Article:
IT’S THAT time of the year! During this season those of us who subscribe to the Christian faith celebrate the birth of Jesus Christ.
There are debates about the exact date on which Jesus was born.
In fact, historians tell us that originally, there was nothing intrinsically Christian about this holiday. December 25 was a culmination of a week-long holiday of lawlessness declared by Roman pagans.
However, with the passage of time, December 25 has come to be what it is - a day symbolizing the birth of Jesus Christ.
In a culture where Christmas is increasingly losing its Christian worldview, it’s important that we revisit and emphasise why Jesus had to be born rather than when he was born.
Following the sin of Adam in the Garden of Eden, humanity was separated from God. In order to cover that sin, something had to die and thus God killed an animal.
The Israelites, biblical history tells us, followed the same pattern.
They presented sin offerings to cover their sins by sacrificing an animal life for their disobedience to God. But this isn’t unique to the Israelites.
Many cultures practice the spilling of animal blood as some form of sacrifice or atonement.
But animals can't take away the sin of man as humans are not related to any other creature - man was created by God. That is why our Creator, in the person of Jesus Christ, had to come into the world to shed His blood.
He became a human (but remained God) so he could pay the ultimate penalty for our sin. When someone rightly decrees punishment to someone for their crime but, out of love, takes the punishment upon themselves, that is grace and mercy.
Essentially, that’s what Christmas or the birth of Jesus is about - God showing grace and mercy to humanity. We should never lose sight of what Christmas really comes down to. Of course, this season has come to mean different things to different people. To the world of commerce, it’s a time for roaring trade. There’s nothing wrong with this. The world turns on commerce. The more there’s trade, the more there’s profit and the more jobs, which we desperately need, are created.
Having said this, there are businesses that will take advantage of unassuming shoppers during this time by overpricing goods and tempting them with credit offers.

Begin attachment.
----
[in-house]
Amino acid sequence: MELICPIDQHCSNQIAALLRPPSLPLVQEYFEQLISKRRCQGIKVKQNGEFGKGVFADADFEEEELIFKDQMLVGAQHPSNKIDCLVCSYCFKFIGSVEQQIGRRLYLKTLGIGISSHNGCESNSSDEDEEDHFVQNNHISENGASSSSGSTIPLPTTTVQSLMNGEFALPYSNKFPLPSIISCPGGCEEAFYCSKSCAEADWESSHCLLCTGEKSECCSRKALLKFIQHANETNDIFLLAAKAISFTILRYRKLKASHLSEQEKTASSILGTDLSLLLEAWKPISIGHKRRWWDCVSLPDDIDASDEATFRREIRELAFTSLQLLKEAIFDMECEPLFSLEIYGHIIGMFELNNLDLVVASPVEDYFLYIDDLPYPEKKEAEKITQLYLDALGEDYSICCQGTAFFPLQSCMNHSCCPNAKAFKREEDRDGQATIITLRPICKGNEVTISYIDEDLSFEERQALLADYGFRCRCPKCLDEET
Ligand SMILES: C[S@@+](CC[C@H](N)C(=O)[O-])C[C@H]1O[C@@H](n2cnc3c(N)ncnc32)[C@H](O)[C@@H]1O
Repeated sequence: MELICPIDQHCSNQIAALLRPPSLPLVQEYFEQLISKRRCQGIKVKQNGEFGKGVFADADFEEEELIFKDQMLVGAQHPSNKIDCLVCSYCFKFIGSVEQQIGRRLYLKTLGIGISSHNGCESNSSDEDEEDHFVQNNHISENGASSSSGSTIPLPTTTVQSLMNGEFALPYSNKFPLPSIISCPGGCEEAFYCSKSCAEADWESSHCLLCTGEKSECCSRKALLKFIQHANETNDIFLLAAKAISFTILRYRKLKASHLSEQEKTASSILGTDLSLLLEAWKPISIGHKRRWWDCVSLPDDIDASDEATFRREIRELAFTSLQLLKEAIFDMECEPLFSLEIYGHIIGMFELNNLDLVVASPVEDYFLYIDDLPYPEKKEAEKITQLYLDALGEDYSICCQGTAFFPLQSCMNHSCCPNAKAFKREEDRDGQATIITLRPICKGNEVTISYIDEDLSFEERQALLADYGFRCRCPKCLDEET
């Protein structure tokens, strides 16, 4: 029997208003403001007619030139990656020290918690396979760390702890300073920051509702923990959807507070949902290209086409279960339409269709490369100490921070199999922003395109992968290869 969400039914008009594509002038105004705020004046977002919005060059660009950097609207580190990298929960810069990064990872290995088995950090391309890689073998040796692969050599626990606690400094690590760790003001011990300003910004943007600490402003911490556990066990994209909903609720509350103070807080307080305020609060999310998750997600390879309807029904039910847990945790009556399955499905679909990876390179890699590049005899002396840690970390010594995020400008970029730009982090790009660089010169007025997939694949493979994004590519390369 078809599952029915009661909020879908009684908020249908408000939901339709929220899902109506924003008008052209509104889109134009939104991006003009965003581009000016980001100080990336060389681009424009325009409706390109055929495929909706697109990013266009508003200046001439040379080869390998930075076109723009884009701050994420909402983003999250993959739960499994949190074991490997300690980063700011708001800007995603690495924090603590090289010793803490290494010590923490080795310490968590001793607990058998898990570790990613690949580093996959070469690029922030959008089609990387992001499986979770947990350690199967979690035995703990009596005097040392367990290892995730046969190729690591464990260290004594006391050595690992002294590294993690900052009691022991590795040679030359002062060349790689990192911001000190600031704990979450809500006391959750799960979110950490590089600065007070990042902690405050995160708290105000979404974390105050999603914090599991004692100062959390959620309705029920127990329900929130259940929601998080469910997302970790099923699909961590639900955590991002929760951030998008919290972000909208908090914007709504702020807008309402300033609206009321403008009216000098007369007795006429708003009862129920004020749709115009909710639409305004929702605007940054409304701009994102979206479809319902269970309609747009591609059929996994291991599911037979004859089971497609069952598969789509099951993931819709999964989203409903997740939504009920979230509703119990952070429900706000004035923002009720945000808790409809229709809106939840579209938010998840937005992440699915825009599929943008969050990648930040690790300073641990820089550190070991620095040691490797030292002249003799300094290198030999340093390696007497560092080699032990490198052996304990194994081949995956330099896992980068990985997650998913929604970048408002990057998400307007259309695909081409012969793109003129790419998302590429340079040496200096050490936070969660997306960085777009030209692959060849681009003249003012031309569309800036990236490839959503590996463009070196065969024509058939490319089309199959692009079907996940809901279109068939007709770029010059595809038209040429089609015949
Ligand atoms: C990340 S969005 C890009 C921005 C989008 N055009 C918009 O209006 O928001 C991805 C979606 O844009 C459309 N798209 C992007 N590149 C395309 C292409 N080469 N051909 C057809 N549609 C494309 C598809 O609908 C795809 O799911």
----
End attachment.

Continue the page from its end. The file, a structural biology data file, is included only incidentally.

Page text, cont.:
Consumers should be alert and not fall prey to such. To families this is a time for getting together.
Given the nature of our country, where economic opportunities are concentrated in the cities and urban areas, during this time a lot of South Africans head back home to be with their loved ones. That’s is important too.
You may not have asked for your family and you certainly cannot trade them, but out of the billions of human beings on Earth, they are the ones who cherish you and you should reciprocate in return.
Take this time to appreciate and enjoy your family's company. If you can afford to buy them gifts, do so. If you can't, a kind word or just spending time together will suffice.
To workers, this is a time for a well-deserved rest. You have worked hard the whole year and this is the time to recharge your batteries.
Rest and recovery are critical components to productivity. We live in a society where we are expected to just go go go. Indeed, rest is considered indulgent and the thought of taking time to do nothing might make you feel guilty.
But it will only do you good to rest and recuperate. And that goes to mothers too. I know you have a thousand things to do, especially during this time when everybody is home. Take time off and slow down.
There’s a time to work and there’s is a time to rest.
Sadly, to some this season is akin to a period of lawlessness as it was to the Roman pagans.
In our case, this lawlessness has a way of showing up on our roads during this time.
We see increased overloading, especially at night on the national roads. We see people drinking and driving, pedestrians jaywalking and others texting while walking.
Unfortunately, this lawlessness leads to the counting of body bags after the festive season - a painful annual ritual.
I appeal to all road users to obey the rules of the road and to be patient with other road users. If you are going to enjoy yourself during the festive season, please do so responsibly.
Last, spare a thought for the less fortunate and show some generosity towards them. Christmas is also about giving. Buy a toy for the poor child and prepare a Christmas lunch for the person who cannot afford it.
MERRY CHRISTMAS TO YOU ALL
PASTOR RAY McCAULEY IS THE PRESIDENT OF RHEMA FAMILY CHURCHES AND CO-CHAIRPERSON OF NATIONAL RELIGIOUS LEADERS COUNCIL (NRLC)